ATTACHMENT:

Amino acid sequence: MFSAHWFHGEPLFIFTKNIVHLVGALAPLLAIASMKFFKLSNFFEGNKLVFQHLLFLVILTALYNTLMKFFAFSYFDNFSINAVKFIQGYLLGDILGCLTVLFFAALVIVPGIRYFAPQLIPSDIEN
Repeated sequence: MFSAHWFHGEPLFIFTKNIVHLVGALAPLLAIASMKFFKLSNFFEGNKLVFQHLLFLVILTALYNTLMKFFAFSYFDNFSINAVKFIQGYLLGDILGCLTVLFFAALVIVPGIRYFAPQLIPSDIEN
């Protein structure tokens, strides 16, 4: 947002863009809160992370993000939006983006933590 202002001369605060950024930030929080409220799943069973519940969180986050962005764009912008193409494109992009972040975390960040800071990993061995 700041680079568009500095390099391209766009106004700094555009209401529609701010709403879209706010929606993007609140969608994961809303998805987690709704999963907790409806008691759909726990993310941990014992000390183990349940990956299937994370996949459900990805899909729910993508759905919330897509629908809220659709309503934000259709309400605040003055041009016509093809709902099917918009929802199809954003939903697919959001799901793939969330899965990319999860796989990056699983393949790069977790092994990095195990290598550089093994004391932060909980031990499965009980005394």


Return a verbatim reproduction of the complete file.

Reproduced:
Amino acid sequence: MFSAHWFHGEPLFIFTKNIVHLVGALAPLLAIASMKFFKLSNFFEGNKLVFQHLLFLVILTALYNTLMKFFAFSYFDNFSINAVKFIQGYLLGDILGCLTVLFFAALVIVPGIRYFAPQLIPSDIEN
Repeated sequence: MFSAHWFHGEPLFIFTKNIVHLVGALAPLLAIASMKFFKLSNFFEGNKLVFQHLLFLVILTALYNTLMKFFAFSYFDNFSINAVKFIQGYLLGDILGCLTVLFFAALVIVPGIRYFAPQLIPSDIEN
């Protein structure tokens, strides 16, 4: 947002863009809160992370993000939006983006933590 202002001369605060950024930030929080409220799943069973519940969180986050962005764009912008193409494109992009972040975390960040800071990993061995 700041680079568009500095390099391209766009106004700094555009209401529609701010709403879209706010929606993007609140969608994961809303998805987690709704999963907790409806008691759909726990993310941990014992000390183990349940990956299937994370996949459900990805899909729910993508759905919330897509629908809220659709309503934000259709309400605040003055041009016509093809709902099917918009929802199809954003939903697919959001799901793939969330899965990319999860796989990056699983393949790069977790092994990095195990290598550089093994004391932060909980031990499965009980005394």